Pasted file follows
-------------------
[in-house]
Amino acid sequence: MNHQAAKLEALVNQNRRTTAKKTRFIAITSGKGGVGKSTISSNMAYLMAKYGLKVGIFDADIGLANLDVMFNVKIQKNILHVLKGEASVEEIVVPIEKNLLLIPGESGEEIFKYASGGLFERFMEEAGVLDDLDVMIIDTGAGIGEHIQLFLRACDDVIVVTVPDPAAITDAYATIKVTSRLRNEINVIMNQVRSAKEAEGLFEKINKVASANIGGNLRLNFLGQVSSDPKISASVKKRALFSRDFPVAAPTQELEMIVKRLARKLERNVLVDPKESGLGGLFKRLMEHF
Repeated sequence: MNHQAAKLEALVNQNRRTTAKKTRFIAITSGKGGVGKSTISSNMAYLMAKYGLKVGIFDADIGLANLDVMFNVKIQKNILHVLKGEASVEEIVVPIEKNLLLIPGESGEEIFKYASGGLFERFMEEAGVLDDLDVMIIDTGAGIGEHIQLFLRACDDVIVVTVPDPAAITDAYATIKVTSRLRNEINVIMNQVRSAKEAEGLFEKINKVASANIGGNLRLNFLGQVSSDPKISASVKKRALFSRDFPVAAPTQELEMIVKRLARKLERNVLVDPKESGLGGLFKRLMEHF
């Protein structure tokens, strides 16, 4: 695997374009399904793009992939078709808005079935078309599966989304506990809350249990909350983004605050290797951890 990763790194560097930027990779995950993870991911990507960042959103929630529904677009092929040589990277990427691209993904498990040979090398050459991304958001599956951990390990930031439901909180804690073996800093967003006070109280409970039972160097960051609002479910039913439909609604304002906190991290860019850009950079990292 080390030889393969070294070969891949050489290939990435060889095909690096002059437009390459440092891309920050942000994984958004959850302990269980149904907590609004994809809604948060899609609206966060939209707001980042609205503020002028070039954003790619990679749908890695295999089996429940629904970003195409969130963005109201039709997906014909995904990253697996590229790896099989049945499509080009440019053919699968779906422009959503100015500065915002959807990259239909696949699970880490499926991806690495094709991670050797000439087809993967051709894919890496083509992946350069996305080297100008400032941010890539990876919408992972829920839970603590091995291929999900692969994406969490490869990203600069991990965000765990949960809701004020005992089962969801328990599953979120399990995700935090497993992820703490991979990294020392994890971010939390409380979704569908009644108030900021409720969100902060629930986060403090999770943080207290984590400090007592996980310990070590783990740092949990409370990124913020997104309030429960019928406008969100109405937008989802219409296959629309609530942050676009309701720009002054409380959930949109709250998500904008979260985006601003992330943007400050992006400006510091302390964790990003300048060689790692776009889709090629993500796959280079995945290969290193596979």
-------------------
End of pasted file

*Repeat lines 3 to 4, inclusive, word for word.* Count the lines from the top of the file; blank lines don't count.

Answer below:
Repeated sequence: MNHQAAKLEALVNQNRRTTAKKTRFIAITSGKGGVGKSTISSNMAYLMAKYGLKVGIFDADIGLANLDVMFNVKIQKNILHVLKGEASVEEIVVPIEKNLLLIPGESGEEIFKYASGGLFERFMEEAGVLDDLDVMIIDTGAGIGEHIQLFLRACDDVIVVTVPDPAAITDAYATIKVTSRLRNEINVIMNQVRSAKEAEGLFEKINKVASANIGGNLRLNFLGQVSSDPKISASVKKRALFSRDFPVAAPTQELEMIVKRLARKLERNVLVDPKESGLGGLFKRLMEHF
């Protein structure tokens, strides 16, 4: 695997374009399904793009992939078709808005079935078309599966989304506990809350249990909350983004605050290797951890 990763790194560097930027990779995950993870991911990507960042959103929630529904677009092929040589990277990427691209993904498990040979090398050459991304958001599956951990390990930031439901909180804690073996800093967003006070109280409970039972160097960051609002479910039913439909609604304002906190991290860019850009950079990292 080390030889393969070294070969891949050489290939990435060889095909690096002059437009390459440092891309920050942000994984958004959850302990269980149904907590609004994809809604948060899609609206966060939209707001980042609205503020002028070039954003790619990679749908890695295999089996429940629904970003195409969130963005109201039709997906014909995904990253697996590229790896099989049945499509080009440019053919699968779906422009959503100015500065915002959807990259239909696949699970880490499926991806690495094709991670050797000439087809993967051709894919890496083509992946350069996305080297100008400032941010890539990876919408992972829920839970603590091995291929999900692969994406969490490869990203600069991990965000765990949960809701004020005992089962969801328990599953979120399990995700935090497993992820703490991979990294020392994890971010939390409380979704569908009644108030900021409720969100902060629930986060403090999770943080207290984590400090007592996980310990070590783990740092949990409370990124913020997104309030429960019928406008969100109405937008989802219409296959629309609530942050676009309701720009002054409380959930949109709250998500904008979260985006601003992330943007400050992006400006510091302390964790990003300048060689790692776009889709090629993500796959280079995945290969290193596979």